Skip to main content

Thank you for visiting You are using a browser version with limited support for CSS. To obtain the best experience, we recommend you use a more up to date browser (or turn off compatibility mode in Internet Explorer). In the meantime, to ensure continued support, we are displaying the site without styles and JavaScript.

Exchange bias due to coupling between coexisting antiferromagnetic and spin-glass orders


Exchange bias is a property of widespread technological utility, but its underlying mechanism remains elusive, in part because it is rooted in the interaction of coexisting order parameters in the presence of complex magnetic disorder. Here we show that a giant exchange bias housed within a spin-glass phase arises in a disordered antiferromagnet. The magnitude and robustness of the exchange bias emerges from a convolution of two energetic landscapes, namely the highly degenerate landscape of the spin glass biased by the sublattice spin configuration of the antiferromagnet. The former provides a source of uncompensated moment, whereas the latter provides a mechanism for its pinning, which leads to the exchange bias. Tuning the relative strengths of the spin-glass and antiferromagnetic order parameters reveals a principle for tailoring the exchange bias, with potential applications to spintronic technologies.

This is a preview of subscription content, access via your institution

Access options

Rent or buy this article

Prices vary by article type



Prices may be subject to local taxes which are calculated during checkout

Fig. 1: Spin glass characterization of FexNbS2 for x = 0.30 and x = 0.35.
Fig. 2: Low-field exchange bias characterization.
Fig. 3: Temperature and field sweep dependencies of the exchange bias and coercive fields.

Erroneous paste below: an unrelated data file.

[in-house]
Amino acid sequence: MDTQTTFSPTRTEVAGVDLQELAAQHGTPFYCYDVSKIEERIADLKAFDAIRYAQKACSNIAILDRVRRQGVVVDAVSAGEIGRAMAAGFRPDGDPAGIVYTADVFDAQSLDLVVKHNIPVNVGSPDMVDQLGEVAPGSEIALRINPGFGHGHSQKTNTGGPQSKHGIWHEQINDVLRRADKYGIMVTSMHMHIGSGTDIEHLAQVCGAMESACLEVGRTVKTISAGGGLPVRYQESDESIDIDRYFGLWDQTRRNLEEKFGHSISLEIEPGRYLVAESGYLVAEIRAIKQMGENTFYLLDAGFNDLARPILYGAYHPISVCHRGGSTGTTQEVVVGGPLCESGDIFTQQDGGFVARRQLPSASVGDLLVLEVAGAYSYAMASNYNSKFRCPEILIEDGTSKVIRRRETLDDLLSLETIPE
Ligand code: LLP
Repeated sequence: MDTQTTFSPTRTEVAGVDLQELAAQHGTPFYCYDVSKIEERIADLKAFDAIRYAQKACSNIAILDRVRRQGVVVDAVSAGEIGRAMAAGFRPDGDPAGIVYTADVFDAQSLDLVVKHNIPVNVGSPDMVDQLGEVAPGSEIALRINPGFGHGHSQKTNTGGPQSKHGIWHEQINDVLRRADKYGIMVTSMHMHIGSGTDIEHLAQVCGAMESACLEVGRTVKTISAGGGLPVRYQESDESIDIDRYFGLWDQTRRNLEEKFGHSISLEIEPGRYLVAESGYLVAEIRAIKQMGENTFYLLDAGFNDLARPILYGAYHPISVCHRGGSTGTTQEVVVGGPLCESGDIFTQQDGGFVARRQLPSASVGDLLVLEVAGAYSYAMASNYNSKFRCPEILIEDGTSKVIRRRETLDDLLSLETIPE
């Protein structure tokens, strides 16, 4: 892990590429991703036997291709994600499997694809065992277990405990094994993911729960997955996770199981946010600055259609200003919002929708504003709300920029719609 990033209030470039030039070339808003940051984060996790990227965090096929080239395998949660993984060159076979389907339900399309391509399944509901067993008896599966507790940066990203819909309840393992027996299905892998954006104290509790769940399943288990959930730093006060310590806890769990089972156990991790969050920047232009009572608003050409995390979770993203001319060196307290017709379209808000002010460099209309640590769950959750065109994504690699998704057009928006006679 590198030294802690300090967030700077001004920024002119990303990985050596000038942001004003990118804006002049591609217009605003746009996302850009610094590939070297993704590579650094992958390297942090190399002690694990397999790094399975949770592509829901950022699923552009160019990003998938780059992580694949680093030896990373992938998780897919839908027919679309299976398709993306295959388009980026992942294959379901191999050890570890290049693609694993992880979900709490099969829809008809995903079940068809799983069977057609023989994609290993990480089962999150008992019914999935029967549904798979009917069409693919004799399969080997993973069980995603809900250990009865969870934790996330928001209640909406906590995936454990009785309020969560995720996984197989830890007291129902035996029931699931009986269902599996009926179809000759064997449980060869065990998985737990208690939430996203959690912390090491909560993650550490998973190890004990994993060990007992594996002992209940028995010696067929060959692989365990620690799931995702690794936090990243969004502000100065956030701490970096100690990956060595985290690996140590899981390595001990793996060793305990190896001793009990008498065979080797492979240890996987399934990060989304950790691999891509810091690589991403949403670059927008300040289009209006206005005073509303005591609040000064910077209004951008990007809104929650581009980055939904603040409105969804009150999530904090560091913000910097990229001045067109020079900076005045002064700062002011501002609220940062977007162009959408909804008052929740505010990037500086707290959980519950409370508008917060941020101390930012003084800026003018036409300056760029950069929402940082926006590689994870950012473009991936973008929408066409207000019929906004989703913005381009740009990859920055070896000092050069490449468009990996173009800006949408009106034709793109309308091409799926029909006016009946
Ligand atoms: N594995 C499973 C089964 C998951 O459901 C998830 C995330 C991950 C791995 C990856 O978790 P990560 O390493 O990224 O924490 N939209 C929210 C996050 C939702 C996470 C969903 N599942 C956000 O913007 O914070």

Fig. 4: NMR measurements performed on x = 0.30, 0.33 and 0.35 intercalations.
Fig. 5: High-field exchange bias characterization.

Similar content being viewed by others

Data availability

Source data are provided with this paper. All other data that support the plots within this paper and other findings of this study are available from the corresponding authors upon reasonable request.


  1. Kools, J. Exchange-biased spin-valves for magnetic storage. IEEE Trans. Magn. 32, 3165–3184 (1996).

    Article  ADS  Google Scholar 

  2. He, X. et al. Robust isothermal electric control of exchange bias at room temperature. Nat. Mater. 9, 579–585 (2010).

    Article  ADS  Google Scholar 

  3. Meiklejohn, W. H. & Bean, C. P. New magnetic anisotropy. Phys. Rev. 102, 1413–1414 (1956).

    Article  ADS  Google Scholar 

  4. Ohldag, H. et al. Correlation between exchange bias and pinned interfacial spins. Phys. Rev. Lett. 91, 017203 (2003).

    Article  ADS  Google Scholar 

  5. Schuller, I. K., Morales, R., Batlle, X., Nowak, U. & Güntherodt, G. Role of the antiferromagnetic bulk spins in exchange bias. J. Magn. Magn. Mater. 416, 2–9 (2016).

    Article  ADS  Google Scholar